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ICOs, Tiny IPOs, & OTC Securities, Oh My...

In this shared blog from ViableMkts, the author examines the newest craze - ICOS, OTC Markets latest moves to bolster its business and help the marketplace and tiny IPOs.

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November 1, 2004

Bridging the Great Divide

By Peter Chapman

Also in this article

  • Bridging the Great Divide

For Mike Cashel, it's all about the Grand Canyon. The new chief executive of Harborside+ maintains the awe-inspiring national park is an apt symbol for the gulf that separates the technological elite from the less savvy. On one plateau stands a group of people dedicated to the idea of throwing orders into machines. Across the divide is another, much larger group. They're excited by technology, but uncertain about how to get to the other side.

Cashel sees Harborside+ as a bridge between the two plateaus: a firm that combines the traditional human intervention of a block desk with the secrecy and efficiency of an alternative trading system.

Traders uncomfortable with blind and inflexible ATSs, but equally upset with chatty block desks, can find a happy medium with Harborside+, according to Cashel. At Harborside+, traders can avoid the information leakage of traditional Wall Street. And they don't have to contend with the information shortage and lack of give-and-take of the ATS.

Harborside+ is part machine, part block desk. Customers program their order management systems to automatically route indications of interest (25,000 shares or more) to the Harborside+ system. If their IOI matches another IOI, they're notified by one of four sales traders, who then conducts a negotiation.

The system is not an ATS. Nor is the firm even a broker dealer, although it operates one called Harborside Securities. Founded in 2002 by broker dealer Jefferies Group and vendor Thomson Financial, it is now owned mostly by a clutch of venture capitalists. Subsequent financings have pared the stakes of Jefferies and Thomson down to less than one percent each.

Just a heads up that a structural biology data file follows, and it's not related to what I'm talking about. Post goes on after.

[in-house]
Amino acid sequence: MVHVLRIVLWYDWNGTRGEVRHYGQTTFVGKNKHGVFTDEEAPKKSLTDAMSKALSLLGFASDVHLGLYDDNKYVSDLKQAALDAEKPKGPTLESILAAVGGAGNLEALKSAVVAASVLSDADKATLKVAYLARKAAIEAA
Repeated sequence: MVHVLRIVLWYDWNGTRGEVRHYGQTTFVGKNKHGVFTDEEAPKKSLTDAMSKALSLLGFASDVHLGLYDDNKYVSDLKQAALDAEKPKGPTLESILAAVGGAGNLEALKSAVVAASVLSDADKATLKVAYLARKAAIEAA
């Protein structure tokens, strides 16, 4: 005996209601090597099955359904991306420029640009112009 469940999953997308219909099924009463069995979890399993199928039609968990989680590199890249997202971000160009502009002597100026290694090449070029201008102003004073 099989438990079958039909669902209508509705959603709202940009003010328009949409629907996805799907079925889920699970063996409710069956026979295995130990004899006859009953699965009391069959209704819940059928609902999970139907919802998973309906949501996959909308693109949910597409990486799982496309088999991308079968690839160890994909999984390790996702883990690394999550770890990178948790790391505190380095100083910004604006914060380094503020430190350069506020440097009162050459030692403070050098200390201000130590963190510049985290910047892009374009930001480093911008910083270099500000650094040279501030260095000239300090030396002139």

Harborside+ has about 260 customers - 115 broker dealers and 145 money managers. Of the broker dealers, five are among the 10 largest.

Those customers submit 1,500 IOIs per day on average. Between 25 percent and 30 percent match up, but only one percent to three percent result in trades. Shares per day, single counted, average in the low single digit millions. The record high has been 11 million shares. Most names are small and mid-caps.

Cashel spent ten years in sales trading and research sales at Morgan Stanley. He also had a brief stint at ABN AMRO until the Dutch bank shuttered its U.S. equities operation. With his background, Cashel can compare and contrast Harborside+ with the block desk. Technology editor Peter Chapman sat down with Cashel to discuss men and machines.

Traders: What does the buyside trader have to fear from the traditional block desk?

Cashel: As soon as you tell that broker you are a buyer of half million shares of a stock that only trades 150,000 per day...Can you help me find the other side of the trade?' As soon as you do that, you've lost control of your order. Even if you tell him not to advertise. Don't put me out on AutEx. Be quiet about this.' All the guy does is put you out on AutEx and block you from getting the indication. So the buyside trader can't see that he is out on AutEx. He is notifying his 100 favorite institutions that he is a large buyer of IBM. So that creates a lot of market slippage. That information leak is now out at 100 buyside firms.

Traders: And Harborside+ is passive.